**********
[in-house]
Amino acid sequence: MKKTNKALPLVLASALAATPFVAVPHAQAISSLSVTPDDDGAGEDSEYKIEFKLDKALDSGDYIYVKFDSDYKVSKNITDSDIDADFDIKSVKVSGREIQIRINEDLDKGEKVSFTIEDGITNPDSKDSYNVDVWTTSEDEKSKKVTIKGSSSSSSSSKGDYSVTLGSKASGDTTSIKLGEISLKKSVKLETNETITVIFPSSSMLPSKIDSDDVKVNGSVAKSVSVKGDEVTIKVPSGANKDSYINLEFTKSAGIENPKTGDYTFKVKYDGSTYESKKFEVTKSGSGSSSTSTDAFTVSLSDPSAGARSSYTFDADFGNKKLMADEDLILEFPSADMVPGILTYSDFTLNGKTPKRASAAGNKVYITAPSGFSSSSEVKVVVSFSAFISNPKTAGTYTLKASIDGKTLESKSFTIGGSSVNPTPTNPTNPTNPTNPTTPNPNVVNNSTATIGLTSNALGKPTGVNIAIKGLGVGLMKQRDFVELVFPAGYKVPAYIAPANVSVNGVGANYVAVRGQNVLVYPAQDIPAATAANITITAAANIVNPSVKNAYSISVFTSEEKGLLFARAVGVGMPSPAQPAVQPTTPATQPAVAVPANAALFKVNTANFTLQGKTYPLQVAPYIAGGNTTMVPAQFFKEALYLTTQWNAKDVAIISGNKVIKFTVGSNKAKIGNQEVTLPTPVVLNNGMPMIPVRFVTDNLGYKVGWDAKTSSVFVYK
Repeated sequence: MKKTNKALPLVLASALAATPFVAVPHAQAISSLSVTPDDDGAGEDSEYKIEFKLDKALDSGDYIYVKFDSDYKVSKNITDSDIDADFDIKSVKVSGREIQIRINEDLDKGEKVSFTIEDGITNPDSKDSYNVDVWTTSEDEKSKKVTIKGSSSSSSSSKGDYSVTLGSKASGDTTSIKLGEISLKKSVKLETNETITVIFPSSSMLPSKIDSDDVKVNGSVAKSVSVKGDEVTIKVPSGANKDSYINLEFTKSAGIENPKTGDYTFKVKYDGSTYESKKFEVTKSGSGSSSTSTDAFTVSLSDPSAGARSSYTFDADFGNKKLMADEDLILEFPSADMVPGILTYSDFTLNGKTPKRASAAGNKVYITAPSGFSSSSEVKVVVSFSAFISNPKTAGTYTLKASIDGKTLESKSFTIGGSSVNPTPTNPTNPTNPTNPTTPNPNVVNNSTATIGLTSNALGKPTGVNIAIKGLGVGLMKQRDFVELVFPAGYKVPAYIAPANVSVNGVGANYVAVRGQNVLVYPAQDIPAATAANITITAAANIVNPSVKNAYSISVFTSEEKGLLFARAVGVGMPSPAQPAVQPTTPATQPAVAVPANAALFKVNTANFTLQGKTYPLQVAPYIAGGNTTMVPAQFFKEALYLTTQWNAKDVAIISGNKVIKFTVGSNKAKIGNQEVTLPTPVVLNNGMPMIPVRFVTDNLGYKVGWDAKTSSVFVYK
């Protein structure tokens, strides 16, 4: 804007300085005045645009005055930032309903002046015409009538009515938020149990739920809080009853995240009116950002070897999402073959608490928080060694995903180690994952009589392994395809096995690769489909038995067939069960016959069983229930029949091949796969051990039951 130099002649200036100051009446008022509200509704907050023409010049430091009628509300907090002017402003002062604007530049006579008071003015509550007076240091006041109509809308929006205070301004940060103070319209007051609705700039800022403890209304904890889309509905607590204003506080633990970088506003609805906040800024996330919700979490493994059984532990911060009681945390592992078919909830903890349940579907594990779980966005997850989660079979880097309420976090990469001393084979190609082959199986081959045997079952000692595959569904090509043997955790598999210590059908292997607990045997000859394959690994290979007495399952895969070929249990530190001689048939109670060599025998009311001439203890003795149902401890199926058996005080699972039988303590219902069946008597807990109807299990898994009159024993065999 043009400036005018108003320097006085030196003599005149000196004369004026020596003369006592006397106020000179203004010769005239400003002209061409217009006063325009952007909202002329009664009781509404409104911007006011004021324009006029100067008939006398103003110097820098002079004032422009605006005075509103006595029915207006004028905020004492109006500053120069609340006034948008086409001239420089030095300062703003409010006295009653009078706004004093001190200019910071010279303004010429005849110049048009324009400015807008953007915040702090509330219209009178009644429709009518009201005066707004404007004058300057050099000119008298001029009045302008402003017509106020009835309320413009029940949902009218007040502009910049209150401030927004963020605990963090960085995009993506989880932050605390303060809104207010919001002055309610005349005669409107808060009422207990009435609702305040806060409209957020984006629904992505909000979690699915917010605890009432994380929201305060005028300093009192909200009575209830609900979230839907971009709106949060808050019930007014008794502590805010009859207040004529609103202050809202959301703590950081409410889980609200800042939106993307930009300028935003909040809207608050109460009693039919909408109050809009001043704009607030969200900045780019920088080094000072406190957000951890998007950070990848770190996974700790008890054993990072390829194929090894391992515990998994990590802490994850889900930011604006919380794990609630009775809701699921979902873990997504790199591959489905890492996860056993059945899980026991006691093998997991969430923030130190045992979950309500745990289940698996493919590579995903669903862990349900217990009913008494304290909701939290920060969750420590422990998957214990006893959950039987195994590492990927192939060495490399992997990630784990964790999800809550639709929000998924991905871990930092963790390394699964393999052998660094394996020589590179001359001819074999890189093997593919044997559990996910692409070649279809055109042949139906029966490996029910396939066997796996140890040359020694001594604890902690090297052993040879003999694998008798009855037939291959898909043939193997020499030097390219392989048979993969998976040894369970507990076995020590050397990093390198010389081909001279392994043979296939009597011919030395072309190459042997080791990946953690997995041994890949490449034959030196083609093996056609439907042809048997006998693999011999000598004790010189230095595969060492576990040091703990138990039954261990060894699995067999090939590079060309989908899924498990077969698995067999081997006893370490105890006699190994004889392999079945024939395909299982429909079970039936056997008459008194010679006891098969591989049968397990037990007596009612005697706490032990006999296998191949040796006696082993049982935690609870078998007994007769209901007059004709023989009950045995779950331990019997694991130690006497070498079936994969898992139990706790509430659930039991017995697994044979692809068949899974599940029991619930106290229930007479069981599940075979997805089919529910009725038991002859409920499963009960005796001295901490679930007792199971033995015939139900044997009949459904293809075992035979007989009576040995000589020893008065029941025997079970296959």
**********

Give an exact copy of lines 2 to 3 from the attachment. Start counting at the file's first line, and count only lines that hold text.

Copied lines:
Amino acid sequence: MKKTNKALPLVLASALAATPFVAVPHAQAISSLSVTPDDDGAGEDSEYKIEFKLDKALDSGDYIYVKFDSDYKVSKNITDSDIDADFDIKSVKVSGREIQIRINEDLDKGEKVSFTIEDGITNPDSKDSYNVDVWTTSEDEKSKKVTIKGSSSSSSSSKGDYSVTLGSKASGDTTSIKLGEISLKKSVKLETNETITVIFPSSSMLPSKIDSDDVKVNGSVAKSVSVKGDEVTIKVPSGANKDSYINLEFTKSAGIENPKTGDYTFKVKYDGSTYESKKFEVTKSGSGSSSTSTDAFTVSLSDPSAGARSSYTFDADFGNKKLMADEDLILEFPSADMVPGILTYSDFTLNGKTPKRASAAGNKVYITAPSGFSSSSEVKVVVSFSAFISNPKTAGTYTLKASIDGKTLESKSFTIGGSSVNPTPTNPTNPTNPTNPTTPNPNVVNNSTATIGLTSNALGKPTGVNIAIKGLGVGLMKQRDFVELVFPAGYKVPAYIAPANVSVNGVGANYVAVRGQNVLVYPAQDIPAATAANITITAAANIVNPSVKNAYSISVFTSEEKGLLFARAVGVGMPSPAQPAVQPTTPATQPAVAVPANAALFKVNTANFTLQGKTYPLQVAPYIAGGNTTMVPAQFFKEALYLTTQWNAKDVAIISGNKVIKFTVGSNKAKIGNQEVTLPTPVVLNNGMPMIPVRFVTDNLGYKVGWDAKTSSVFVYK
Repeated sequence: MKKTNKALPLVLASALAATPFVAVPHAQAISSLSVTPDDDGAGEDSEYKIEFKLDKALDSGDYIYVKFDSDYKVSKNITDSDIDADFDIKSVKVSGREIQIRINEDLDKGEKVSFTIEDGITNPDSKDSYNVDVWTTSEDEKSKKVTIKGSSSSSSSSKGDYSVTLGSKASGDTTSIKLGEISLKKSVKLETNETITVIFPSSSMLPSKIDSDDVKVNGSVAKSVSVKGDEVTIKVPSGANKDSYINLEFTKSAGIENPKTGDYTFKVKYDGSTYESKKFEVTKSGSGSSSTSTDAFTVSLSDPSAGARSSYTFDADFGNKKLMADEDLILEFPSADMVPGILTYSDFTLNGKTPKRASAAGNKVYITAPSGFSSSSEVKVVVSFSAFISNPKTAGTYTLKASIDGKTLESKSFTIGGSSVNPTPTNPTNPTNPTNPTTPNPNVVNNSTATIGLTSNALGKPTGVNIAIKGLGVGLMKQRDFVELVFPAGYKVPAYIAPANVSVNGVGANYVAVRGQNVLVYPAQDIPAATAANITITAAANIVNPSVKNAYSISVFTSEEKGLLFARAVGVGMPSPAQPAVQPTTPATQPAVAVPANAALFKVNTANFTLQGKTYPLQVAPYIAGGNTTMVPAQFFKEALYLTTQWNAKDVAIISGNKVIKFTVGSNKAKIGNQEVTLPTPVVLNNGMPMIPVRFVTDNLGYKVGWDAKTSSVFVYK